A new year brings new challenges and opportunities, especially for U.S. employers, and it is now time to begin considering filing H-1B petitions for prospective new foreign national employees. These petitions can be submitted to U.S. Citizenship and Immigration Services (USCIS) on or after April 1, 2015 for employment beginning no earlier than October 1, 2015, the beginning of the government’s 2016 fiscal year. The H-1B visa category provides for the temporary employment of foreign nationals who will work in “specialty occupations,” or those jobs for which at least a bachelor’s degree in a particular field is required (for example, engineers, teachers, accountants, and many professional information technology positions). The problem is that there are only 85,000 H-1B visas available each year and we again expect, as in years past, for these numbers to be quickly claimed.
There is a limit (or “cap”) of 85,000 H-1B visas available each year: 65,000 for bachelor degree-level candidates and 20,000 for advanced degree graduates of American universities. However, we anticipate that the available H-1B visa numbers will be exhausted within the first week employers are eligible to file new H-1B petitions. When this occurs, USCIS will conduct a computer-generated random selection process, or lottery, for submitted H-1B petitions to select which will be accepted for adjudication. If a petition is accepted and approved, the foreign national employee will be eligible to receive an H-1B visa number and begin, or continue, working for his or her petitioning employer.
The limit of 85,000 H-1B visas is specific for potential employees initially seeking to acquire H-1B visa or status, and does not impact current H-1B employees. Accordingly, cap-subject individuals include those acquiring the H-1B visa or status for the first time, such as foreign (F-1) students changing to H-1B status and individuals abroad who plan to enter the U.S. for the first time using an H-1B visa.
Each year the H-1B cap typically is reached quickly after the start of the April 1 filing period. Last year, USCIS announced on April 7 that it had reached the statutory H-1B cap within the first week of the filing period. USCIS received 172,500 H-1B petitions for the available 85,000 numbers, leaving nearly 90,000 prospective workers waiting and hoping for another chance to obtain employment, while employers scrambled to fill their needs for skilled workers.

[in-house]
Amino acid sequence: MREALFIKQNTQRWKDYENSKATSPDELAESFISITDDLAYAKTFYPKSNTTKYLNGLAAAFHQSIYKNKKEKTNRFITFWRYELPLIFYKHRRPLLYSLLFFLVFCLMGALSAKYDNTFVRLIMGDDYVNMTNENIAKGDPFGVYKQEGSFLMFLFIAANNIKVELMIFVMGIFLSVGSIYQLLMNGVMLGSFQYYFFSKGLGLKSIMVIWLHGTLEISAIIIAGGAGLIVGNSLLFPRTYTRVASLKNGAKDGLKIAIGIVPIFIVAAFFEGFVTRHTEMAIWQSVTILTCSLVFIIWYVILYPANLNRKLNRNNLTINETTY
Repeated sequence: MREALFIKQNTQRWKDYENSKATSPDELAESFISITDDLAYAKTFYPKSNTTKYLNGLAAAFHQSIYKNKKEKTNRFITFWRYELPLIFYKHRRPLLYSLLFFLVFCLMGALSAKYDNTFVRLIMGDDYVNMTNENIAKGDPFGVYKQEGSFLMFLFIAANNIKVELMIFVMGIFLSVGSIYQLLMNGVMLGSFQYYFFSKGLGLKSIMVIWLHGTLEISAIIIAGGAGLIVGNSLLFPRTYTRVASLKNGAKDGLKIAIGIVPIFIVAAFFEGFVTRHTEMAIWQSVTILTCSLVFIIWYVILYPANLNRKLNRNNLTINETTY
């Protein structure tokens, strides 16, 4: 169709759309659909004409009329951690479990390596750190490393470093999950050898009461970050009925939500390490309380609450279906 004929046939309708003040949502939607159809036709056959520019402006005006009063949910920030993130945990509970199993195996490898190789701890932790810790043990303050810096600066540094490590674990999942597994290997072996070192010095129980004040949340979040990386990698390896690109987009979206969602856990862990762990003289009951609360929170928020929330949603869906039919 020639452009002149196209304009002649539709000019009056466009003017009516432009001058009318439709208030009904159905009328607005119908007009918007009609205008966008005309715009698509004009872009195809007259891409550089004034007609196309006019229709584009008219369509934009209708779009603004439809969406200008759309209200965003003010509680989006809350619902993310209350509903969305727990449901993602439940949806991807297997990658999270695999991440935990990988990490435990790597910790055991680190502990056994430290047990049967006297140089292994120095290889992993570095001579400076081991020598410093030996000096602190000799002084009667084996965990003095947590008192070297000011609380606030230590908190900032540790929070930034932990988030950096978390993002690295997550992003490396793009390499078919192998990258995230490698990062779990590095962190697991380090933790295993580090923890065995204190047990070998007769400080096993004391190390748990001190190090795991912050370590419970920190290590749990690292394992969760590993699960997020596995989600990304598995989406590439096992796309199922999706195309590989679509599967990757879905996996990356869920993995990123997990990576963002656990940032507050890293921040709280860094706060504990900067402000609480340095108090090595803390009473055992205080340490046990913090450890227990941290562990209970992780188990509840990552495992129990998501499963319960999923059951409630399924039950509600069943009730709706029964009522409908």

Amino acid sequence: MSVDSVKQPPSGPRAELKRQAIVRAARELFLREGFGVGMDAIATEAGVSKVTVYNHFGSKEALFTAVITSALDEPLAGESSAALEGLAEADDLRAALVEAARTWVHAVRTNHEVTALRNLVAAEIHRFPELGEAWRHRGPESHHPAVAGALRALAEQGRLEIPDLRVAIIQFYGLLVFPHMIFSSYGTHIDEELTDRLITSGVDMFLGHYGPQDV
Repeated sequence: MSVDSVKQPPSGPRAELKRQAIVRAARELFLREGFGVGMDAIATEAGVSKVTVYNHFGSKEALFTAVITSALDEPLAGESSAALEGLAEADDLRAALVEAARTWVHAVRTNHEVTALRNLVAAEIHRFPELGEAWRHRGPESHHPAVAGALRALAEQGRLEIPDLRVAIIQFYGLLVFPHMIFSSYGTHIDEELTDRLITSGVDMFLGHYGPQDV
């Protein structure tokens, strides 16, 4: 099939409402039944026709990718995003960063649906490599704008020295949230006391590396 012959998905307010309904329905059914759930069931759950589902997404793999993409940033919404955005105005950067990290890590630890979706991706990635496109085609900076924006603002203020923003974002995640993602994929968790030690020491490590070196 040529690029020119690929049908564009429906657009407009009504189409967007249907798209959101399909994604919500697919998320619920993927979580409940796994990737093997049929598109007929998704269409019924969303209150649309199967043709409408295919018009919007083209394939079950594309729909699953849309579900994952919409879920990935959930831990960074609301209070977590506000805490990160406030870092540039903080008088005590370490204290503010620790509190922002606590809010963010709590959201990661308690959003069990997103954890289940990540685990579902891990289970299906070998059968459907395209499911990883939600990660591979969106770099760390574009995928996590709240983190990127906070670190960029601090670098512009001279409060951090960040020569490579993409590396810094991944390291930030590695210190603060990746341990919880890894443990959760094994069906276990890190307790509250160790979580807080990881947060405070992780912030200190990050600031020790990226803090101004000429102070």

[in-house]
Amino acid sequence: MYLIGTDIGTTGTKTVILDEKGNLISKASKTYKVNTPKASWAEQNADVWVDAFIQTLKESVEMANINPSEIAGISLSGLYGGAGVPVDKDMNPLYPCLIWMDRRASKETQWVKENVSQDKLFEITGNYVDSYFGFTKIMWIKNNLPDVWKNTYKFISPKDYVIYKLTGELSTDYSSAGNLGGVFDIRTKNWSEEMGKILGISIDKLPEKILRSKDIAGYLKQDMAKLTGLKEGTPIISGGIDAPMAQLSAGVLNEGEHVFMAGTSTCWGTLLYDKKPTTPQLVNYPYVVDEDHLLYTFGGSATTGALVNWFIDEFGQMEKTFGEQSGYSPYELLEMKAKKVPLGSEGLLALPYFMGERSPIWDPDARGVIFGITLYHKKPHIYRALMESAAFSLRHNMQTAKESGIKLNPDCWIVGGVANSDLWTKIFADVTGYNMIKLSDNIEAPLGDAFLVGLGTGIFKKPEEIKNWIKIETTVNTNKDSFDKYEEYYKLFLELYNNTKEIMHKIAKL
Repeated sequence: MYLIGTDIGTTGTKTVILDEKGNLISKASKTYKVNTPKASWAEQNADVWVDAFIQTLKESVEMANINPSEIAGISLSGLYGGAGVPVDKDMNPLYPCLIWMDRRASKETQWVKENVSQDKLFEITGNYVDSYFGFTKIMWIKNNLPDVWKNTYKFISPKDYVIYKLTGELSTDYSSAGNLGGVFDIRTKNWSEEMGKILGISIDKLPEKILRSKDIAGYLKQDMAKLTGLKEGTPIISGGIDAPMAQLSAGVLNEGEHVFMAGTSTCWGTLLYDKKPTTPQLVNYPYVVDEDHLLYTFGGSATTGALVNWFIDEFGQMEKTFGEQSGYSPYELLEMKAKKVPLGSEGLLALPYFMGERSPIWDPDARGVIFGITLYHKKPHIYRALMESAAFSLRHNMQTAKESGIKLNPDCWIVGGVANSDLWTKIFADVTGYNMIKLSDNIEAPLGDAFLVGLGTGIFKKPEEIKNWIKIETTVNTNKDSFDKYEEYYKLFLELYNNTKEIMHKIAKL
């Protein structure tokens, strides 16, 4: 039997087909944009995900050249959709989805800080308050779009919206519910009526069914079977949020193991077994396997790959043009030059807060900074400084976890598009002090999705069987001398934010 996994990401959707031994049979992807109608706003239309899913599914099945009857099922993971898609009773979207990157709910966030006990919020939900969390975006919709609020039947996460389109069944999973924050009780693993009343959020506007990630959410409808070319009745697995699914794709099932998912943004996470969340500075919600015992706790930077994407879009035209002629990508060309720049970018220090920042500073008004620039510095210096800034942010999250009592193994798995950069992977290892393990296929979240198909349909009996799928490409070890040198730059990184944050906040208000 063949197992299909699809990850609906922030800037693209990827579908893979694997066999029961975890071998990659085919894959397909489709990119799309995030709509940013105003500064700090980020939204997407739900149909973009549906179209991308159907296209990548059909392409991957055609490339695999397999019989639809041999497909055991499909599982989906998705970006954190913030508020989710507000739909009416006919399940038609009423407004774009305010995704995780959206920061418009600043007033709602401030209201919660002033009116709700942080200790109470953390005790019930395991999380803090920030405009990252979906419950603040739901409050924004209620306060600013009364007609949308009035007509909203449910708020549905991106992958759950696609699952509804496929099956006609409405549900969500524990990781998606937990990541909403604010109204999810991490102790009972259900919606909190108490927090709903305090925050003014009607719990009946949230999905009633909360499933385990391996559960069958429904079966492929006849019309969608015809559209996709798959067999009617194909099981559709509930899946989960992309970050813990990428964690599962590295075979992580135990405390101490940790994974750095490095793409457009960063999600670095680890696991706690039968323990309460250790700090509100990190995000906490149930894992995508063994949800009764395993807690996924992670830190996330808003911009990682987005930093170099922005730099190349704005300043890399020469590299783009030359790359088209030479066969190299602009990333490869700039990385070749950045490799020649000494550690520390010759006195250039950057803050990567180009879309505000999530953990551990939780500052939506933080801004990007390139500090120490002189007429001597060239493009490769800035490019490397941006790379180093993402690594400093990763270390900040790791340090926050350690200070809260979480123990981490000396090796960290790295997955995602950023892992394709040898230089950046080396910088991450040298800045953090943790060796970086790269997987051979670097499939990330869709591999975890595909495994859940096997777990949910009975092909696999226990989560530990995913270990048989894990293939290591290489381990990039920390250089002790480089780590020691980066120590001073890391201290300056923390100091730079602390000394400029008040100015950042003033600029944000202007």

Due to improving employment and economic forecasts, as well as a large number of H-1B candidates who failed to get a visa number last year or who are waiting to apply this year, we advise employers to be proactive and move quickly to ensure their H-1B petitions are prepared and ready to file no later than April 1, 2015.
Once the H-1B cap has been reached, no new petitions may be filed until the next fiscal year (April 1, 2016 for employment beginning October 1, 2016). This can make both hiring and planning an employment start date difficult. For example, although employers can file petitions up to six months in advance of the requested effective date, which makes the April 1 filing date so critical, the approved petition will not be valid until October 1. Thus, even though employers may file petitions on or after April 1 for the next fiscal year, the petition will not be effective until October 1.
The H-1B cap particularly impacts foreign (F-1) students who have post-graduate work authorization (Optional Practical Training, or “OPT”). Generally, OPT is valid for 12 months, and in certain cases can be extended up to 27 months. It also allows former students to remain in the U.S. and work while awaiting the filing or approval of an H-1B petition. Often these individuals’ OPT will expire before an anticipated October 1 start date, leaving them unauthorized to continue working. However, there is a “cap gap” remedy for foreign national employees who have an H-1B petition filed on their behalf. If, for example, an individual’s OPT expires on June 30, 2014, but this person has an H-1B petition filed before the expiry of their OPT and accepted by USCIS, then their work authorization is automatically extended to September 30. This allows the foreign national employee to continue working until the requested start date of the H-1B petition, or until the petition is denied or withdrawn.
Finally, in limited situations, other visa categories may be available in lieu of the H-1B. However, for those cap-subject individuals, such as those currently abroad or who do not have valid OPT or H-1B status, they must wait until October 1 before commencing employment. If you have any questions regarding the H-1B visa category or any of the issues discussed above, please contact one of our immigration attorneys, including Rob Cohen (614/227-2066), Catherine Kang (614/227-2081), or James Jensen (614/227-2070).